The announcement a couple of weeks ago that the Home Affairs department was issuing a moratorium on deportation of Zimbabwean refugees was a positive sign to those Zimbabweans languishing in the limbo of undetermined status here. The moratorium was supposed to be in place while Home Affairs figured out how to implement the distribution of temporary six month residence permits to Zimbabweans who did not have another kind of permit.

Things aren’t looking good on that front. In the border town of Musina, SAPA is reporting that police are continuing with deportations despite the Home Affairs order. One of the problems with immigration policy is that there’s too much of an incentive for border police to behave in an extortionary way, instead of focusing on enforcing actual border policy. I would not be surprised if demands for money and / or sex are going right along with the deportations that SAPA is reporting. A mere order from Home Affairs is not likely to do much without increased attention paid to the everyday practices and lives of those implementing the policy on the ground.

Closer to me in Johannesburg, UNHCR seems to have finally begun moving some of the migrants staying at the Central Methodist Church to the building in Rossetenville about which I reported two weeks ago. Still, these problems seem far from a resolution:

Godfrey Charamba, chairman of the Methodist Refugee Community, told The Zimbabwe Times Sunday that following uncertainty over their continued stay at the new places, most refugees especially economic immigrants who fled their country’s decade-long economic crisis, now had “second thoughts” about remaining in South Africa.

“This relocation issue has affected us badly,” said Charamba in an interview.

“We have not been told on what will happen to us at the expiry of the lease period in those shelters, meaning that our chances of remaining there after that three months period are very slim.”

Charamba said that most refugees had already made it known to both the church authorities, Gauteng Local Government and the United Nations High Commissioner for Refugees (UNHCR) that they now wished to return to Zimbabwe.

“A team comprising UNHCR, the mayor’s office and local government officials came here last week and asked whether we wanted to be relocated locally or to be taken back to Zimbabwe,” said Charamba. “Most people said that they wanted to return home.

“In fact, more than 800 refugees have said they prefer to be repatriated and now we are waiting for that to happen, because our stay in the new shelters will be short-lived.”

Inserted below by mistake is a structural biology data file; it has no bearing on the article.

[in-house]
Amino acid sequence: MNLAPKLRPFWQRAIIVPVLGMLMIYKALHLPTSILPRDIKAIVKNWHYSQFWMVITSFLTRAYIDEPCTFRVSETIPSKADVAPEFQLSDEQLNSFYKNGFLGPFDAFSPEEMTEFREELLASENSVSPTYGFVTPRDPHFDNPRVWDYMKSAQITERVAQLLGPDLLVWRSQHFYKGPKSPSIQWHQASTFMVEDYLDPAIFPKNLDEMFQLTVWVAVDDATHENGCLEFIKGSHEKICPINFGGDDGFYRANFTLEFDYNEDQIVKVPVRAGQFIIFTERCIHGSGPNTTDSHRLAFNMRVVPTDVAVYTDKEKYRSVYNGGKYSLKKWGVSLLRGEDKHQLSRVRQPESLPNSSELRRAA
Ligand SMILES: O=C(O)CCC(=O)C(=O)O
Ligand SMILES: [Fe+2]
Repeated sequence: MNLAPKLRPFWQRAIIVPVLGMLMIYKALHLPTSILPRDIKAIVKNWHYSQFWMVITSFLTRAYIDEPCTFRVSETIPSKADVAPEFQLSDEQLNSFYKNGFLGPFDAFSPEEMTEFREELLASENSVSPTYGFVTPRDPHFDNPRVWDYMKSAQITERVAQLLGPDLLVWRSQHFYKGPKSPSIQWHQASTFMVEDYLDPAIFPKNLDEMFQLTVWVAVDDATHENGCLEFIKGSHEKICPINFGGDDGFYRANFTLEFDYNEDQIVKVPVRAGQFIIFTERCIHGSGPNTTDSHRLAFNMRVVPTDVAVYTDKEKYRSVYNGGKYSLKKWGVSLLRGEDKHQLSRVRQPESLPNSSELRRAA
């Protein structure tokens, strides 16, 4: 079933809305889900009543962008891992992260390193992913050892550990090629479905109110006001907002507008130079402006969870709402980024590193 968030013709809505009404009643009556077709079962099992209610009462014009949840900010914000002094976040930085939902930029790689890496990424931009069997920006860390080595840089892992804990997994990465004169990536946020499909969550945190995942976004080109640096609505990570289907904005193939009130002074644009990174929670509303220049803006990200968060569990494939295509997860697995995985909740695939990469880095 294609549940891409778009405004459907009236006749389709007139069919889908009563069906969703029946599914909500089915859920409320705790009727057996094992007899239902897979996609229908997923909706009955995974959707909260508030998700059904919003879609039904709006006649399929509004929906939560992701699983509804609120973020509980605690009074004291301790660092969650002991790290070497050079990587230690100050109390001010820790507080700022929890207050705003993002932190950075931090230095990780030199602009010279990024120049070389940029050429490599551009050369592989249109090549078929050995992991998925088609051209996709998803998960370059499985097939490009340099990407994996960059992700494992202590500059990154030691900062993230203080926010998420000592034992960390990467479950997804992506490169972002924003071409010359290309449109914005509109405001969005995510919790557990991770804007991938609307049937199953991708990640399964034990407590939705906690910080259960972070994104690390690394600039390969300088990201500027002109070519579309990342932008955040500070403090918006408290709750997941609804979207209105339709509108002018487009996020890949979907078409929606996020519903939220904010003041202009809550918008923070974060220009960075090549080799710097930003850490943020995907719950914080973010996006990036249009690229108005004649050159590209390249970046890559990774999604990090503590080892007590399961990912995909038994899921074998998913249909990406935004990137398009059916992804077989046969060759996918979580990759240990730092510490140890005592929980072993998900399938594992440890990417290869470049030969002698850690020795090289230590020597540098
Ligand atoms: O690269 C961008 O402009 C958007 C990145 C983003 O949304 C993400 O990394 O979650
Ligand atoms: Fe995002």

Charamba, who also attended that meeting, added that besides the three-month lease at some of the shelters, rentals there were so expensive that it would be unsustainable for the refugees to remain there.

The United Nations High Commission on Refugees claims that keeping Zimbabwean refugees in camps in Musina, a border town in the Limpopo province, will expose the migrants to xenophobic attacks. Many of those who already left Musina after the South African government closed down the last temporary camps there ended up seeking shelter at the Central Methodist Church in the Central Business District of Johannesburg. Last week, the church faced a suit alleging that the refugees roaming the streets around the church were driving away customers from local businesses. Gauteng province MEC Dorothy Mahlangu stated immediately that she opposed sheltering the new arrivals in the church.

So where are these people going to go? For all the electioneering going on right now, immigration is nowhere to be found on any party’s agenda.

Newspapers here have a mixed record covering the ongoing immigration crisis, which led to a surprised reaction to last year’s xenophobic riots in some South African cities. One small newspaper that has done a lot in the wake of those riots to bring more attention to the issue of immigrants and the hardship they face in many communities is the Daily Dispatch from East London. International readers may recognize the name as the former home of journalist Donald Woods who wrote a memoir about his relationship with Steve Biko. The paper is doing some of the most relevant work today on immigration, and its latest in-depth feature on the relationship between locals and new migrants from Somalia in nearby New Brighton township is definitely worth a read.